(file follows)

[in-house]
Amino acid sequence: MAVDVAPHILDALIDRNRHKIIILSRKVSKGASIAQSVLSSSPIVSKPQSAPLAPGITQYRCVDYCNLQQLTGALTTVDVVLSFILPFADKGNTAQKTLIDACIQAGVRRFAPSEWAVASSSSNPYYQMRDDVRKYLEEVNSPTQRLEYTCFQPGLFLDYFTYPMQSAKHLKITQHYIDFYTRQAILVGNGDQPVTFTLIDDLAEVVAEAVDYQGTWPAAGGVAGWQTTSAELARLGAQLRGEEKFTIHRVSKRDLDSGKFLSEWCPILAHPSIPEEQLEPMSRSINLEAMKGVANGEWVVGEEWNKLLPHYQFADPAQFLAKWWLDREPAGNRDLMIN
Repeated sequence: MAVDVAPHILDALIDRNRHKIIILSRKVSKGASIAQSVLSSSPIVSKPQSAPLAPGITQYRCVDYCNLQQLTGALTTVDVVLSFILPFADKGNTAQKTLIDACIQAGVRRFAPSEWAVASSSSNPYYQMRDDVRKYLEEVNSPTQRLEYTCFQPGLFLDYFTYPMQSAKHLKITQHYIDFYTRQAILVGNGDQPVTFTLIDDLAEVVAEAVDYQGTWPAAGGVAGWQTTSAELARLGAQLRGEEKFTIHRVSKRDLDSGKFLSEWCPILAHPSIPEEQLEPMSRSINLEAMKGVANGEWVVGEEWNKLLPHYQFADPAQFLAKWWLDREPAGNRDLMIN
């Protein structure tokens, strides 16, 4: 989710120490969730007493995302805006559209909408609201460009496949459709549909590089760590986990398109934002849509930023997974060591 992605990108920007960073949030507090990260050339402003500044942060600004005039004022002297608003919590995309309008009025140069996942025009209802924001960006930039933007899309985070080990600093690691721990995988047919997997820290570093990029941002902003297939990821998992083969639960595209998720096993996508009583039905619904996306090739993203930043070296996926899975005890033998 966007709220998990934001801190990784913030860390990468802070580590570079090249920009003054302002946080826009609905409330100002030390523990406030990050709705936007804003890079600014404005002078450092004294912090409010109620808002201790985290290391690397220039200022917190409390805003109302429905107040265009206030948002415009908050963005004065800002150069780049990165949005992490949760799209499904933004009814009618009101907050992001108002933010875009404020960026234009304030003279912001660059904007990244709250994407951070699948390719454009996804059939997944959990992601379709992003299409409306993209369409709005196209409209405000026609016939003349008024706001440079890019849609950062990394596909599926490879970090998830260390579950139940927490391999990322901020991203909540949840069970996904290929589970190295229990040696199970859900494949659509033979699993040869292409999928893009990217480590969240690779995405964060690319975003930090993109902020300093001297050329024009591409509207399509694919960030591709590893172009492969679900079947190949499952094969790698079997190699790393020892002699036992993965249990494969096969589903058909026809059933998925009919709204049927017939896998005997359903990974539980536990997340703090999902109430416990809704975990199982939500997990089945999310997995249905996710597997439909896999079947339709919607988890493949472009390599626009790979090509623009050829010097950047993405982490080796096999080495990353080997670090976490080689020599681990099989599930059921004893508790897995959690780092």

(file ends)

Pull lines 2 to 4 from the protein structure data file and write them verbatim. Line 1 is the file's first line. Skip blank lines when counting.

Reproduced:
Amino acid sequence: MAVDVAPHILDALIDRNRHKIIILSRKVSKGASIAQSVLSSSPIVSKPQSAPLAPGITQYRCVDYCNLQQLTGALTTVDVVLSFILPFADKGNTAQKTLIDACIQAGVRRFAPSEWAVASSSSNPYYQMRDDVRKYLEEVNSPTQRLEYTCFQPGLFLDYFTYPMQSAKHLKITQHYIDFYTRQAILVGNGDQPVTFTLIDDLAEVVAEAVDYQGTWPAAGGVAGWQTTSAELARLGAQLRGEEKFTIHRVSKRDLDSGKFLSEWCPILAHPSIPEEQLEPMSRSINLEAMKGVANGEWVVGEEWNKLLPHYQFADPAQFLAKWWLDREPAGNRDLMIN
Repeated sequence: MAVDVAPHILDALIDRNRHKIIILSRKVSKGASIAQSVLSSSPIVSKPQSAPLAPGITQYRCVDYCNLQQLTGALTTVDVVLSFILPFADKGNTAQKTLIDACIQAGVRRFAPSEWAVASSSSNPYYQMRDDVRKYLEEVNSPTQRLEYTCFQPGLFLDYFTYPMQSAKHLKITQHYIDFYTRQAILVGNGDQPVTFTLIDDLAEVVAEAVDYQGTWPAAGGVAGWQTTSAELARLGAQLRGEEKFTIHRVSKRDLDSGKFLSEWCPILAHPSIPEEQLEPMSRSINLEAMKGVANGEWVVGEEWNKLLPHYQFADPAQFLAKWWLDREPAGNRDLMIN
């Protein structure tokens, strides 16, 4: 989710120490969730007493995302805006559209909408609201460009496949459709549909590089760590986990398109934002849509930023997974060591 992605990108920007960073949030507090990260050339402003500044942060600004005039004022002297608003919590995309309008009025140069996942025009209802924001960006930039933007899309985070080990600093690691721990995988047919997997820290570093990029941002902003297939990821998992083969639960595209998720096993996508009583039905619904996306090739993203930043070296996926899975005890033998 966007709220998990934001801190990784913030860390990468802070580590570079090249920009003054302002946080826009609905409330100002030390523990406030990050709705936007804003890079600014404005002078450092004294912090409010109620808002201790985290290391690397220039200022917190409390805003109302429905107040265009206030948002415009908050963005004065800002150069780049990165949005992490949760799209499904933004009814009618009101907050992001108002933010875009404020960026234009304030003279912001660059904007990244709250994407951070699948390719454009996804059939997944959990992601379709992003299409409306993209369409709005196209409209405000026609016939003349008024706001440079890019849609950062990394596909599926490879970090998830260390579950139940927490391999990322901020991203909540949840069970996904290929589970190295229990040696199970859900494949659509033979699993040869292409999928893009990217480590969240690779995405964060690319975003930090993109902020300093001297050329024009591409509207399509694919960030591709590893172009492969679900079947190949499952094969790698079997190699790393020892002699036992993965249990494969096969589903058909026809059933998925009919709204049927017939896998005997359903990974539980536990997340703090999902109430416990809704975990199982939500997990089945999310997995249905996710597997439909896999079947339709919607988890493949472009390599626009790979090509623009050829010097950047993405982490080796096999080495990353080997670090976490080689020599681990099989599930059921004893508790897995959690780092």